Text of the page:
That's much less common than what the OP is talking about.
I have that as well, synaesthesia is kind of fun sometimes. But, it tends to confuse people when I'm looking with my ears instead of my head. Makes learning foreign languages and picking up accents really easy though.
Yes. I know almost immediately when I've seen something before...remembering where, exactly...not so much. Unfortunately, what I don't have are direct pathways between memory, creativity & the physical act of drawing...so I use references.
The one thing I don't like about a good visual memory, is it's getting more & more difficult to feel original...
For example when I imagine things 3d and I can rotate them around, animate them, all in my head after only seeing them once or twice. There's a term for this: spatial intelligence/reasoning. I would warrant that most visual artists have strong spatial reasoning ability, although this may not necessarily be something innate but improved through training of those skills.
I can recall in pretty exquisite detail every place I lived from the age of 5 on and could pretty easily draw maps for you. The only difficulty is that I have a hard time drawing the connections between these places beyond a very general sense. I share your difficulty with street names, but I've always had difficulty with name and number recall. My grasp in these areas has improved slightly due to travel, and I would have no difficulty naming major streets where I currently live. Out of necessity, I had to learn these the first few years I was living here, since I didn't have all the familiar landmarks to guide me. The landmarks I did recognize weren't connected within a larger mental map or the connections were so similar to others that I would end up getting lost when relying on them.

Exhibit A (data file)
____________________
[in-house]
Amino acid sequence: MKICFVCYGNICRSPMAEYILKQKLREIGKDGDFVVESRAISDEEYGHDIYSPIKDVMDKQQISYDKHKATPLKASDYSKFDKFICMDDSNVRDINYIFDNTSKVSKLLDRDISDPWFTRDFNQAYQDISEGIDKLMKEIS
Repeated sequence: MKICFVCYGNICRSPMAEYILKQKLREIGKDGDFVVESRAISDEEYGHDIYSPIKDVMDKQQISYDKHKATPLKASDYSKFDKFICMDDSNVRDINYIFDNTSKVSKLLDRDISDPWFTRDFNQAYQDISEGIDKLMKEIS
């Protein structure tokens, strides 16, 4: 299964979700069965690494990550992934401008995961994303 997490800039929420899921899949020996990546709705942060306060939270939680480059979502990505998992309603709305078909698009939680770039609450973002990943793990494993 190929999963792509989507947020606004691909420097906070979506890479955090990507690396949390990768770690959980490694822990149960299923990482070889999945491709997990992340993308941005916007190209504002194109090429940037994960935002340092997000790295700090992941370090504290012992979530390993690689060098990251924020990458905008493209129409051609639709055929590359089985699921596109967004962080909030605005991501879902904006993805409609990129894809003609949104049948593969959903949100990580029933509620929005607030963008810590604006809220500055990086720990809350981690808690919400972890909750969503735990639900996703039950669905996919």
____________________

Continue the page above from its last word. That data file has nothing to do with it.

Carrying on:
Sometimes when I'm drawing I'm just making lines on paper, or I see it as a drawn piece I just 'trace' in my head.
But other times, I see a whole complete scene and I can move my camera around to any angle to have a look.
I tend to look very closely at things, I'll walk around objects to look from every angle, and 'record' it in my head.
I also often record a description of the object as well, though. I'll think about how I would write it down. I've found doing this and the visual memory works better than just one or the other. Ideally, I'd use writing to describe things people are familiar with and drawings to give them a specific image to follow.
I see things as a vague 3d form first, then details get added. So in your example, off the top of my head I'd say 'horse' (need to feed them still this morning), I'd see a sort of vague general equine form then start adding details. I could make it one of MY horses, or make a new horse from parts I've seen before.
I like literal descriptions as well as visual ones, but it's easier to 'force' your image correctly with a drawing. Writing involves to much of the persons mind. You say 'horse' they see a horse THEY know. Even if you describe it in detail, they won't see the exact same horse as you do. But if you draw it right, then you can give them that exact image.